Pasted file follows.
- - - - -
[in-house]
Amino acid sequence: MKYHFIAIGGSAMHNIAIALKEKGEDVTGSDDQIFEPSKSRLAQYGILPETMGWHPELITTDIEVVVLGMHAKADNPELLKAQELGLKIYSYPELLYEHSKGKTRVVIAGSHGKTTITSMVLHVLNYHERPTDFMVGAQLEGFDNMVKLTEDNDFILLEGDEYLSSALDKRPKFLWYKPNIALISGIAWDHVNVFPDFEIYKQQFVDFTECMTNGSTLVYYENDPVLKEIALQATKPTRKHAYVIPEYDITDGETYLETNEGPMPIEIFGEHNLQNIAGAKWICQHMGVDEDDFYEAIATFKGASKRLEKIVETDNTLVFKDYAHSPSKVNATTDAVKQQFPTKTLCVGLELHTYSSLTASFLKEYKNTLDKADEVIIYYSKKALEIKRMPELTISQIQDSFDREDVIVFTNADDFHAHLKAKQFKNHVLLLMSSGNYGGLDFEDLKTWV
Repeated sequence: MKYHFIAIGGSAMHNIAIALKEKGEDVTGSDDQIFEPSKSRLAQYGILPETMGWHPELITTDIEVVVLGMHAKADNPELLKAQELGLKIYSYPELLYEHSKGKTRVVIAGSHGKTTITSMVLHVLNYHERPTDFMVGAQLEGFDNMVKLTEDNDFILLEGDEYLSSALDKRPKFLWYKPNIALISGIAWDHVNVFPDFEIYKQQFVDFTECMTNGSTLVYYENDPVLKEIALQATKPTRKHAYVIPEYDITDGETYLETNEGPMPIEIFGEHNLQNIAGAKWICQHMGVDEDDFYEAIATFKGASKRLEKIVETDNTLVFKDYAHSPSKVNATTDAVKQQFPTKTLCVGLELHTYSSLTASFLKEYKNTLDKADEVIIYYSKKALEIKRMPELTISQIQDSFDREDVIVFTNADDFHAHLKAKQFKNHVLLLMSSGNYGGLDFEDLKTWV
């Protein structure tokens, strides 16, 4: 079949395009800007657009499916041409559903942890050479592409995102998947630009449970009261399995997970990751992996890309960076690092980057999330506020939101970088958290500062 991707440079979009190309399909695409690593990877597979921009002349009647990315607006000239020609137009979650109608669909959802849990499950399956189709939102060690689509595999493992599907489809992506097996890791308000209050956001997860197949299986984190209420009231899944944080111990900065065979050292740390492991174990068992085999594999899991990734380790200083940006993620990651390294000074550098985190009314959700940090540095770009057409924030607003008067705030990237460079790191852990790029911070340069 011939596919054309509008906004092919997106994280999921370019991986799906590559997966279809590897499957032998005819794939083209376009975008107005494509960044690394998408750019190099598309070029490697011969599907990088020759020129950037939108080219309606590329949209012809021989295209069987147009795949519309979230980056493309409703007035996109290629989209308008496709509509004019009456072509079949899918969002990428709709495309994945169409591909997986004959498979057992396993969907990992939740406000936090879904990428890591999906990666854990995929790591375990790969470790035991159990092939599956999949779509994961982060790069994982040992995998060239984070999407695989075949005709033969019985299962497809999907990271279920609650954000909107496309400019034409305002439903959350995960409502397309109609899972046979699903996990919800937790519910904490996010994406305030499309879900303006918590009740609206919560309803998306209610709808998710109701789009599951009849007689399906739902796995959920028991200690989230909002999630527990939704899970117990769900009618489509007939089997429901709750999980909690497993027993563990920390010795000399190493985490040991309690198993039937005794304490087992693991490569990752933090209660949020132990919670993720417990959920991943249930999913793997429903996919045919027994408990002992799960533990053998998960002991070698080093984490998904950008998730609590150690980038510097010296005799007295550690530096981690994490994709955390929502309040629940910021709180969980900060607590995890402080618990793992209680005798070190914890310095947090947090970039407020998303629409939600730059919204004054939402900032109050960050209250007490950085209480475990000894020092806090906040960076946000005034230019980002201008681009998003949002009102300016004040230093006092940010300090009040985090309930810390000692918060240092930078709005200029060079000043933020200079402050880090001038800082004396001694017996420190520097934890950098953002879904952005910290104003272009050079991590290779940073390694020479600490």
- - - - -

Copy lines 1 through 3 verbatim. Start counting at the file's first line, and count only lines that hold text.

[in-house]
Amino acid sequence: MKYHFIAIGGSAMHNIAIALKEKGEDVTGSDDQIFEPSKSRLAQYGILPETMGWHPELITTDIEVVVLGMHAKADNPELLKAQELGLKIYSYPELLYEHSKGKTRVVIAGSHGKTTITSMVLHVLNYHERPTDFMVGAQLEGFDNMVKLTEDNDFILLEGDEYLSSALDKRPKFLWYKPNIALISGIAWDHVNVFPDFEIYKQQFVDFTECMTNGSTLVYYENDPVLKEIALQATKPTRKHAYVIPEYDITDGETYLETNEGPMPIEIFGEHNLQNIAGAKWICQHMGVDEDDFYEAIATFKGASKRLEKIVETDNTLVFKDYAHSPSKVNATTDAVKQQFPTKTLCVGLELHTYSSLTASFLKEYKNTLDKADEVIIYYSKKALEIKRMPELTISQIQDSFDREDVIVFTNADDFHAHLKAKQFKNHVLLLMSSGNYGGLDFEDLKTWV
Repeated sequence: MKYHFIAIGGSAMHNIAIALKEKGEDVTGSDDQIFEPSKSRLAQYGILPETMGWHPELITTDIEVVVLGMHAKADNPELLKAQELGLKIYSYPELLYEHSKGKTRVVIAGSHGKTTITSMVLHVLNYHERPTDFMVGAQLEGFDNMVKLTEDNDFILLEGDEYLSSALDKRPKFLWYKPNIALISGIAWDHVNVFPDFEIYKQQFVDFTECMTNGSTLVYYENDPVLKEIALQATKPTRKHAYVIPEYDITDGETYLETNEGPMPIEIFGEHNLQNIAGAKWICQHMGVDEDDFYEAIATFKGASKRLEKIVETDNTLVFKDYAHSPSKVNATTDAVKQQFPTKTLCVGLELHTYSSLTASFLKEYKNTLDKADEVIIYYSKKALEIKRMPELTISQIQDSFDREDVIVFTNADDFHAHLKAKQFKNHVLLLMSSGNYGGLDFEDLKTWV